The house made noodles were also quite good. They were much much thicker than any other ramen noodles that I've seen. They were cooked perfectly and had a very chewy texture that I really liked. They seemed to absorb the flavor of the broth really well. There was also about twice as many noodles as a typical bowl of ramen as you can see from the photo above, which was taken when I had already eaten half of my noodles!! The dish as a whole reminded me much more of something that you might find in a Chinese restaurant than it did of a bowl of ramen. Perhaps that is because this was the first time I experienced it, but I would say the noodle thickness and flavor of the broth, while entirely enjoyable, seemed much more heavy handed than I've come to expect from Japanese cuisine. There is no question though that Yume Wo Katare's ramen is soulful and hearty!
How well did you eat!?
Now that we've covered the bowl of ramen, let's get back to the dinning experience! At Yume Wo Katare, once a person is done eating they don't just get to leave. When the waiters come by to take your dish they evaluate how well you ate your ramen, and then proceed to lead the entire restaurant in a cheer of your eating grade!!! Their rating system is as follows:
- Perfect - you've eaten everything and there isn't a drop left in your bowl
- Good Job - you've eaten all the solids and only broth is left in the bowl
- Almost - you still have some solids but most of them have been eaten
- Next Time - you still have noodles left (and you have failed at the simple task of eating and you have brought dishonor to the chef and your family)
The parenthetical portion of the "next time" rating is simply what I imagined in my head if someone were to get that rating as something the waiters would be thinking in their head. No one actually got that rating while I was there so I can't say for sure, but the resounding positivity that everyone in the restaurant has is so overwhelming that I'm sure they do not actually think that - or do they?
The first person to finish was in the 2nd row behind us and that is when the waiters explained to the whole restaurant how the rating system worked and led everyone in the appropriate cheer, and cheer we did since it was such an unusual thing to have happen in a restaurant. One by one as each person finished and ratings from perfect - almost were cheered by the entire restaurant.
Now, remember the I have a dream sign we were handed at the start of this experience? A person with a sign finally finished and we learned to our excruciating horror (mild discomfort in reality) that when you said you had a dream to share that meant you actually had a dream to share with everyone. The person was then prompted to share their dream with the entire restaurant. dreams ranged from a college student acing an exam to "finding love in a hopeless place" that's right one guy decided to quote Rhianna at which point, he was ushered to a singles board they have up in the restaurant... No really, I'm serious they have a board with notes from single people that eat in the restaurant. Finally my friend and I were finished and our turn to be rated was at hand. Having gotten the Buta and all the abura in the broth I wasn't able to finish all of my broth. So, I got a good job rating and the restaurant cheered "good job" as loud as they could. I then proceeded to share my dream of traveling to every country at least once to a restaurant of complete strangers that clapped and cheered after I finished. I then gathered my belongings and freed up a seat for one of the many people lined up outside. One last thing that was interesting about their dream sharing was that if you got a good job or perfect, shared your dream and allowed them to film it and post it to their Facebook you were given a token for a free bowl of ramen on your next visit, which if you ate well and shared a dream every visit could end up being a free meal every time if someone was so inclined. Not particularly wanting my declaration being posted on Facebook and since I don't live in Boston I declined having them film my dream.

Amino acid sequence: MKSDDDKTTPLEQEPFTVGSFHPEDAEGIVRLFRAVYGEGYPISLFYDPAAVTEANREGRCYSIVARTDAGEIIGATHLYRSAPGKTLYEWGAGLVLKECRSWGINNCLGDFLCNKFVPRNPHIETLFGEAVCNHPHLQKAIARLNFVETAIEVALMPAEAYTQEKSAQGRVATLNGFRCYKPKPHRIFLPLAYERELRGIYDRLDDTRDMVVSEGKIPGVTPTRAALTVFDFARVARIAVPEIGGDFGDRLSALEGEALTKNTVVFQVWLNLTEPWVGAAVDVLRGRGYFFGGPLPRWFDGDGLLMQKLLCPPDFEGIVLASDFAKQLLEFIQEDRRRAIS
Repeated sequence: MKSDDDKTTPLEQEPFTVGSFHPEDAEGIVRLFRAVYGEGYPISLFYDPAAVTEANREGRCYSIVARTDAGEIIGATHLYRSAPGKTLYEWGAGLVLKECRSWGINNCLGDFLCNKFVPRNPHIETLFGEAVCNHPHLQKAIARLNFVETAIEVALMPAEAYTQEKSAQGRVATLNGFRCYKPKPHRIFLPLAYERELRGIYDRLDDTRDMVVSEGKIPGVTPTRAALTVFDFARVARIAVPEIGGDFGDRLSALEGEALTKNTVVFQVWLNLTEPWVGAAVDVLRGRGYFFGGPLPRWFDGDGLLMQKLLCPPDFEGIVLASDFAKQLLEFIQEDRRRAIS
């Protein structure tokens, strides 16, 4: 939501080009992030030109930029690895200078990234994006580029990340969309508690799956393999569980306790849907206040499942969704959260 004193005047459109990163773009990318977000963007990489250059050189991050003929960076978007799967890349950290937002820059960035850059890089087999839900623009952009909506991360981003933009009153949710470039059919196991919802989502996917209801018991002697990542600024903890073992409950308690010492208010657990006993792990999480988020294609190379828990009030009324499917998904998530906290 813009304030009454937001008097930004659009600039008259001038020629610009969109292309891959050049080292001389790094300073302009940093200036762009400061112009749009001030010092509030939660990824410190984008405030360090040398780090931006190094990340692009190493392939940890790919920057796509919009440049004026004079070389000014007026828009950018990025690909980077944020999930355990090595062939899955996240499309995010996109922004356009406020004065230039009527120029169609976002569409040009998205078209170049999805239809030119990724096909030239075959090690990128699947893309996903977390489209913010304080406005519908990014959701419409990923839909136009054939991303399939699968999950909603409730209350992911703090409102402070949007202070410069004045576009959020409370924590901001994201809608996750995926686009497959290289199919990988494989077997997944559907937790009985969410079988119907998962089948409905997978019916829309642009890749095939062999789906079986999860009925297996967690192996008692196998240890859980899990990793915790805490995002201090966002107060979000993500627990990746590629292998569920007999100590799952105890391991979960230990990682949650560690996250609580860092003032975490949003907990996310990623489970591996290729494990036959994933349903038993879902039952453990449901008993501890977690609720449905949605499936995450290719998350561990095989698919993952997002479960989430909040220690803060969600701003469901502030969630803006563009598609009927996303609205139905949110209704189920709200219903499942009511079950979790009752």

As you can see in the photo, by the time we left the line had started to go down the street. The experience was a mixed bag for me. I felt as though I somehow accidentally enrolled in a day camp for adults that happened to be accompanied by a great bowl of ramen. The ramen itself while unexpected was definitely worth trying if you've never had it before. It was hearty, delicious and extremely filling thanks to the quantity of those thick noodles and the giant chunks of pork. The next time I have a new dream I know where to go!
Yume Wo Katare Address:
1923 Massachusetts Ave, Cambridge, MA 02140
grew up as a nomad, and currently calls New York home. When he's not slurping noodles he's editing stuff for TV. He's a quarter Japanese and has been using chopsticks since he can remember. His go to ramen order: Spicy shoyu with wavy noodles.